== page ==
I just got a new phone. Well, it’s new to me anyway. I’m not overly excited about it because I hate switching to a new phone, and I feel like my old one let me down because it was broken. I know I’m not the only one who feels this way sometimes, and it really highlights a really important factor when it comes to buying a new phone: repairability.
Long story short — my Pixel 6 Pro now lives in a drawer, and I have a Pixel 7 Pro instead. It had been giving me problems for a while because the socket where a cable connects to the mainboard wouldn’t stay connected properly. Between that and the volume rocker breaking (my fault; I broke it tearing the phone apart), I was just done. I’m lucky, and we have phones here at AC, so I just swapped my old one for a slightly less old one.
Android & Chill
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It’s a nice phone, and I’m not complaining, but so was my Pixel 6 Pro. It also got me thinking a lot about something that doesn’t get talked about very often: how easy is it to fix a phone when it breaks?
I’m all for the right-to-repair and always have been, but I used to think it was mostly a gimmick when a company would tell us about some program in place to buy parts and build in some repairability. Take it from someone who has torn a phone or two apart — this isn’t something most consumers want to try. It’s not easy; it’s usually poorly documented, and things never go back together easily.
This is what “easy” to repair looks like in 2023:
It’s something best left to professionals. I don’t mean the company that built it because there are plenty of other folks who can repair your phone, and they usually charge a lot less than the manufacturer would. That guy with a kiosk at the mall probably does a fine job as long as the phone you give him to fix is “easy.”
The Pixel 6 was pretty easy to fix, easy enough that I was able to open it up and troubleshoot the problem. My issue is that I couldn’t find the part I needed to replace; places like iFixit and Mobile Sentrix have a lot of Pixel 6 Pro parts and if you need a display or a battery you can buy one pretty cheaply. Nobody seems to carry the actual mainboard, though, so after tearing it open for the third time to “fix” the same problem, I had to move on.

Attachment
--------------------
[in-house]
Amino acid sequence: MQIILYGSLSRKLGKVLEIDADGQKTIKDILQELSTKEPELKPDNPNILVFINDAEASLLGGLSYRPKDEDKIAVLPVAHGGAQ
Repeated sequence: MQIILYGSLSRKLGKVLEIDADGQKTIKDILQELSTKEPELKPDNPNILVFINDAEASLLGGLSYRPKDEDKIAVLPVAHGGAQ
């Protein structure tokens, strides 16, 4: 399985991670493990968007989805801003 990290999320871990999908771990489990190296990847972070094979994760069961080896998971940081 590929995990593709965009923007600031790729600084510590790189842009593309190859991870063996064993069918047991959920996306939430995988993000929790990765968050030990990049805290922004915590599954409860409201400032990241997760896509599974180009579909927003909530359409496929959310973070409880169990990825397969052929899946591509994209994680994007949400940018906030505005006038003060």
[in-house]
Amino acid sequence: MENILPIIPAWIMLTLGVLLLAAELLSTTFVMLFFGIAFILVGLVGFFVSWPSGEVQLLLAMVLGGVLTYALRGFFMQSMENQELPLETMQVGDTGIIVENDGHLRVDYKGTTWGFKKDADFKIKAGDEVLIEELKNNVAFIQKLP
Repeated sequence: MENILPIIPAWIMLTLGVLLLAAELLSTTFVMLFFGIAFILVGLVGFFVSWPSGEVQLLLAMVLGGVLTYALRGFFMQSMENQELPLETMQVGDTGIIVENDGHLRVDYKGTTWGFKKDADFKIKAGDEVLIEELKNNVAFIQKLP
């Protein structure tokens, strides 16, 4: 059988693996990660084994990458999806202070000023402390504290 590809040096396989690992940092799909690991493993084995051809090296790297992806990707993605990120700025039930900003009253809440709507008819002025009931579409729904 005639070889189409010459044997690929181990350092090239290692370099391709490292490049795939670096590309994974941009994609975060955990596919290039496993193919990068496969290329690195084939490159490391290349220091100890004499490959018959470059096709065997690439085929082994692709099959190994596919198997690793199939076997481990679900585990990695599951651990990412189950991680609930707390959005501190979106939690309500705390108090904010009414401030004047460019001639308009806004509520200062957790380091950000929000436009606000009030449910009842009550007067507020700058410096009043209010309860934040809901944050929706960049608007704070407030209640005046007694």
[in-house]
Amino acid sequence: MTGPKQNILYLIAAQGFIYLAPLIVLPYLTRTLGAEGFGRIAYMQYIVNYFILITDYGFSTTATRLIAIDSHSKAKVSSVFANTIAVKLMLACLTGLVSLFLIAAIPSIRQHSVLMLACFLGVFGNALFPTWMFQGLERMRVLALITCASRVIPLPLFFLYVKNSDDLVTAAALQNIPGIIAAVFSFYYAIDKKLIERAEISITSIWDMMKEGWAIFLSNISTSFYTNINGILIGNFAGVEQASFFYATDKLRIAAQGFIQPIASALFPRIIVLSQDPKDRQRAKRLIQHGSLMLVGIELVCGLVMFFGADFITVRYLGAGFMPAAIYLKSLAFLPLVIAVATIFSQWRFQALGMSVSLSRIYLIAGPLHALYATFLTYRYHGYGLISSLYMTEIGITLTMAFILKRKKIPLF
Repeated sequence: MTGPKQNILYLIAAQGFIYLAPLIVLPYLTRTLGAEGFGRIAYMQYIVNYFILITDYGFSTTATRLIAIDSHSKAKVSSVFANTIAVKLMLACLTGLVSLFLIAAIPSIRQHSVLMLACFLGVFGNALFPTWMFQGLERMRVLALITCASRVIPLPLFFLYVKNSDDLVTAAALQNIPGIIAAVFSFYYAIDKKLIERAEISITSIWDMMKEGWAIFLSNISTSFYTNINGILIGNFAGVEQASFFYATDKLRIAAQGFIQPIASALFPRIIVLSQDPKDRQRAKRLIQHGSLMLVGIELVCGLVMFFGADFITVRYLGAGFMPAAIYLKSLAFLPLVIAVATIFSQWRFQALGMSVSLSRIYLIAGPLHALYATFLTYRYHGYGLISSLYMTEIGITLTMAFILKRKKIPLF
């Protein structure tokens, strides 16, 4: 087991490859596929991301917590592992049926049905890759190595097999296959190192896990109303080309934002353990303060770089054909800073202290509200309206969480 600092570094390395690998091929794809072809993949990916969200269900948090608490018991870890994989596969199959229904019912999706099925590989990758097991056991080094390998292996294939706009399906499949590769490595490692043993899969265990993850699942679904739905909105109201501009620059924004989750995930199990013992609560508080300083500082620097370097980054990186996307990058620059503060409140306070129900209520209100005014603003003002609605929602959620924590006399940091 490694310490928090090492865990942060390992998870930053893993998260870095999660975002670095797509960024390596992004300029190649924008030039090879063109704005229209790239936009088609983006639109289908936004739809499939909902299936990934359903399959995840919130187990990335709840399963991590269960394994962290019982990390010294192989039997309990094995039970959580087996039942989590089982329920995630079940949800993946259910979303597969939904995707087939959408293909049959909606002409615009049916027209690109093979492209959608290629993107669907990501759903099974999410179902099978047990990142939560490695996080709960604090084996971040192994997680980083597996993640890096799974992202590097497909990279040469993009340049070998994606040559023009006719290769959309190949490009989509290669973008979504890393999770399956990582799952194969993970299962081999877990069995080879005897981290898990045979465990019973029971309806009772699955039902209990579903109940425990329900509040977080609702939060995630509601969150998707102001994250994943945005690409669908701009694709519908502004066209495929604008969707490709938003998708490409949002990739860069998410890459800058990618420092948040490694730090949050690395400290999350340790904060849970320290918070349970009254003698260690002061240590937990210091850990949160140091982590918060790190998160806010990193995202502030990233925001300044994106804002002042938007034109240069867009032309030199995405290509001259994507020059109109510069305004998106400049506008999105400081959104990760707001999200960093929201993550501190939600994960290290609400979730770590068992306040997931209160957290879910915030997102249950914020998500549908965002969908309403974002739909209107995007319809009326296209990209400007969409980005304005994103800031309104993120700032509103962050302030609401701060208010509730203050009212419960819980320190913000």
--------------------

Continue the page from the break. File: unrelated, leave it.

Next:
Would I consider it repairable? Barely. Barely is enough though and your next phone should be at least barely repairable.
You shouldn’t need to buy a new phone every year. It’s fine to buy one because you want to buy something new, but spending a lot of money shouldn’t be a yearly requirement. Manufacturers don’t all need to build something like the Fairphone that is something an average consumer can “fix,” but they need to make sure every product they sell is something a qualified person can keep running.
I know using less invasive foam or glue on a display isn’t as sexy as showing off a camera that can take pics of the moon. It’s just not an impressive stat, and manufacturers know that we want to be impressed. This is why every presentation for a new phone spends a few minutes talking about sustainability and repair options, then spends the next hour telling us about the camera or the fast processor.
This can change if we want it to change. It may not seem like it, but companies that make phones try to give consumers what they want. They know we want good cameras and bright displays and that’s what they give us. If they thought we cared about being able to change the battery every year or being able to replace the charging port when it breaks, we would get it.
I know the next phone I spend money on is going to be at least “barely repairable.” That doesn’t jive with the phone I like the most, which is the Z Flip 5, but it’s more important. I plan on keeping it until I have to change, so I need to know that I’ll get my money’s worth.
Samsung and Google already know offering repairable phones is important, and that’s why they put in the effort to make many parts easy to buy and stop using glue that’s impossible to get past. Opening a Galaxy S23 or a Pixel 8 is easy compared to phones made just a few years ago.
The Galaxy S24 needs to be even easier. So does every other phone worth buying.